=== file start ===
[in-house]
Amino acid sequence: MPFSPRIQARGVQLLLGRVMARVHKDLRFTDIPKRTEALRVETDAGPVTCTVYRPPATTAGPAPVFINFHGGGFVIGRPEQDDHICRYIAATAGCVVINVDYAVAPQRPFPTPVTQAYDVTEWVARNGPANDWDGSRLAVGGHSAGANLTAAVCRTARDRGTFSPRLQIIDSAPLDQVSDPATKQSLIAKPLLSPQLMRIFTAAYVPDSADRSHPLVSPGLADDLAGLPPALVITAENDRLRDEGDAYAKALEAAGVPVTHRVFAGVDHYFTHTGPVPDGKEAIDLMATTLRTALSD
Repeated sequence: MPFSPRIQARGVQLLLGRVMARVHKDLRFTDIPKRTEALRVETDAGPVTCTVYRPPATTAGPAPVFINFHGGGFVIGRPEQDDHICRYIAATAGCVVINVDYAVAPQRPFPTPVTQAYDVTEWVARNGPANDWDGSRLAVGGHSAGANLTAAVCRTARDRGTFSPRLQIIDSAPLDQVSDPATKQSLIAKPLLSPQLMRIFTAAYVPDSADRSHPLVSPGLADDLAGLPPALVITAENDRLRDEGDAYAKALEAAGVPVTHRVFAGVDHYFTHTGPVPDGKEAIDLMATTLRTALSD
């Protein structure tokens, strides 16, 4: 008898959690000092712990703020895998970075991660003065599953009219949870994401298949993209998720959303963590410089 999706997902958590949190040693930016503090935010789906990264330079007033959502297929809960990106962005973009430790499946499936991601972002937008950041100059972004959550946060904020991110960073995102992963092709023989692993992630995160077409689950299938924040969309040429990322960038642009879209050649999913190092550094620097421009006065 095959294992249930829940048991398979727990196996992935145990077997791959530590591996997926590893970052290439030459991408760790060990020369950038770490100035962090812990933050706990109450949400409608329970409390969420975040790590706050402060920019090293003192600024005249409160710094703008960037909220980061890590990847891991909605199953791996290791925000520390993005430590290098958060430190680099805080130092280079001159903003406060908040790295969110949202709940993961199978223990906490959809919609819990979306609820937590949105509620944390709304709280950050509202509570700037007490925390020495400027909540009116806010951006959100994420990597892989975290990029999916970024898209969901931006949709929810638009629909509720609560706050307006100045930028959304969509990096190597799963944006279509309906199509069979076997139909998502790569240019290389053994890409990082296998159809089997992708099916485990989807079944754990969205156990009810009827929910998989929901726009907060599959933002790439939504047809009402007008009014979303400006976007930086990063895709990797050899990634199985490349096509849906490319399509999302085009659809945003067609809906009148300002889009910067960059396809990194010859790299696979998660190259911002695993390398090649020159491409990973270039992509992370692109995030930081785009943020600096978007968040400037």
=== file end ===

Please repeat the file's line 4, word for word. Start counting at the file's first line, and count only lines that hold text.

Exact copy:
């Protein structure tokens, strides 16, 4: 008898959690000092712990703020895998970075991660003065599953009219949870994401298949993209998720959303963590410089 999706997902958590949190040693930016503090935010789906990264330079007033959502297929809960990106962005973009430790499946499936991601972002937008950041100059972004959550946060904020991110960073995102992963092709023989692993992630995160077409689950299938924040969309040429990322960038642009879209050649999913190092550094620097421009006065 095959294992249930829940048991398979727990196996992935145990077997791959530590591996997926590893970052290439030459991408760790060990020369950038770490100035962090812990933050706990109450949400409608329970409390969420975040790590706050402060920019090293003192600024005249409160710094703008960037909220980061890590990847891991909605199953791996290791925000520390993005430590290098958060430190680099805080130092280079001159903003406060908040790295969110949202709940993961199978223990906490959809919609819990979306609820937590949105509620944390709304709280950050509202509570700037007490925390020495400027909540009116806010951006959100994420990597892989975290990029999916970024898209969901931006949709929810638009629909509720609560706050307006100045930028959304969509990096190597799963944006279509309906199509069979076997139909998502790569240019290389053994890409990082296998159809089997992708099916485990989807079944754990969205156990009810009827929910998989929901726009907060599959933002790439939504047809009402007008009014979303400006976007930086990063895709990797050899990634199985490349096509849906490319399509999302085009659809945003067609809906009148300002889009910067960059396809990194010859790299696979998660190259911002695993390398090649020159491409990973270039992509992370692109995030930081785009943020600096978007968040400037």